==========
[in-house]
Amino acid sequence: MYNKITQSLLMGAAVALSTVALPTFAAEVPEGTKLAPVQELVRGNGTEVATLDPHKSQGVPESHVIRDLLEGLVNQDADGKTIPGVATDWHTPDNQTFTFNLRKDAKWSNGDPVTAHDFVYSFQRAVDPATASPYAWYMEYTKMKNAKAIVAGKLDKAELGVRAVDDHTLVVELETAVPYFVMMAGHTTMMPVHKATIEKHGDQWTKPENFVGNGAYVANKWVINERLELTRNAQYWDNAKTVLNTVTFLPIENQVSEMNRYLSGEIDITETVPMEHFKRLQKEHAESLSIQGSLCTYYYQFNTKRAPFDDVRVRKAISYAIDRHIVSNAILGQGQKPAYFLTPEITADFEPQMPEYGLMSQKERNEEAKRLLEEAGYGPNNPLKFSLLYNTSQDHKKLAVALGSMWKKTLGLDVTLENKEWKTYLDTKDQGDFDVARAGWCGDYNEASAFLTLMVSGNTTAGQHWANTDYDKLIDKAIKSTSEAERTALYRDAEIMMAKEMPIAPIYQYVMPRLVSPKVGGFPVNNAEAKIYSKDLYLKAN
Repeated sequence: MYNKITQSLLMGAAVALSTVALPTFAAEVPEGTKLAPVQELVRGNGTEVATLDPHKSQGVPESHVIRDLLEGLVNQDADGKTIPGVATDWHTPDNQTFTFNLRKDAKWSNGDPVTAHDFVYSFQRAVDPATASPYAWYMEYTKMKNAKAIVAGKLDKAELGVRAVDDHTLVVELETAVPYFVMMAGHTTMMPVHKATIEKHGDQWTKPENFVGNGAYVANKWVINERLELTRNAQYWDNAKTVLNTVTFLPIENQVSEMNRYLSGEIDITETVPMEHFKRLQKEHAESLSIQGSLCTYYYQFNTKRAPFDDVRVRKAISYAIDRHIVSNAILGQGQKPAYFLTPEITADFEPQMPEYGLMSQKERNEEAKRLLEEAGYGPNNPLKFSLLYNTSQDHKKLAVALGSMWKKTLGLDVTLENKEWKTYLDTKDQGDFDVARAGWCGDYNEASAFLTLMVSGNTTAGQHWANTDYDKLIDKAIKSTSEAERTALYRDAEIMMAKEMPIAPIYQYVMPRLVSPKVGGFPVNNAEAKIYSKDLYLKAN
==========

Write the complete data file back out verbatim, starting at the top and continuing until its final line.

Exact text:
[in-house]
Amino acid sequence: MYNKITQSLLMGAAVALSTVALPTFAAEVPEGTKLAPVQELVRGNGTEVATLDPHKSQGVPESHVIRDLLEGLVNQDADGKTIPGVATDWHTPDNQTFTFNLRKDAKWSNGDPVTAHDFVYSFQRAVDPATASPYAWYMEYTKMKNAKAIVAGKLDKAELGVRAVDDHTLVVELETAVPYFVMMAGHTTMMPVHKATIEKHGDQWTKPENFVGNGAYVANKWVINERLELTRNAQYWDNAKTVLNTVTFLPIENQVSEMNRYLSGEIDITETVPMEHFKRLQKEHAESLSIQGSLCTYYYQFNTKRAPFDDVRVRKAISYAIDRHIVSNAILGQGQKPAYFLTPEITADFEPQMPEYGLMSQKERNEEAKRLLEEAGYGPNNPLKFSLLYNTSQDHKKLAVALGSMWKKTLGLDVTLENKEWKTYLDTKDQGDFDVARAGWCGDYNEASAFLTLMVSGNTTAGQHWANTDYDKLIDKAIKSTSEAERTALYRDAEIMMAKEMPIAPIYQYVMPRLVSPKVGGFPVNNAEAKIYSKDLYLKAN
Repeated sequence: MYNKITQSLLMGAAVALSTVALPTFAAEVPEGTKLAPVQELVRGNGTEVATLDPHKSQGVPESHVIRDLLEGLVNQDADGKTIPGVATDWHTPDNQTFTFNLRKDAKWSNGDPVTAHDFVYSFQRAVDPATASPYAWYMEYTKMKNAKAIVAGKLDKAELGVRAVDDHTLVVELETAVPYFVMMAGHTTMMPVHKATIEKHGDQWTKPENFVGNGAYVANKWVINERLELTRNAQYWDNAKTVLNTVTFLPIENQVSEMNRYLSGEIDITETVPMEHFKRLQKEHAESLSIQGSLCTYYYQFNTKRAPFDDVRVRKAISYAIDRHIVSNAILGQGQKPAYFLTPEITADFEPQMPEYGLMSQKERNEEAKRLLEEAGYGPNNPLKFSLLYNTSQDHKKLAVALGSMWKKTLGLDVTLENKEWKTYLDTKDQGDFDVARAGWCGDYNEASAFLTLMVSGNTTAGQHWANTDYDKLIDKAIKSTSEAERTALYRDAEIMMAKEMPIAPIYQYVMPRLVSPKVGGFPVNNAEAKIYSKDLYLKAN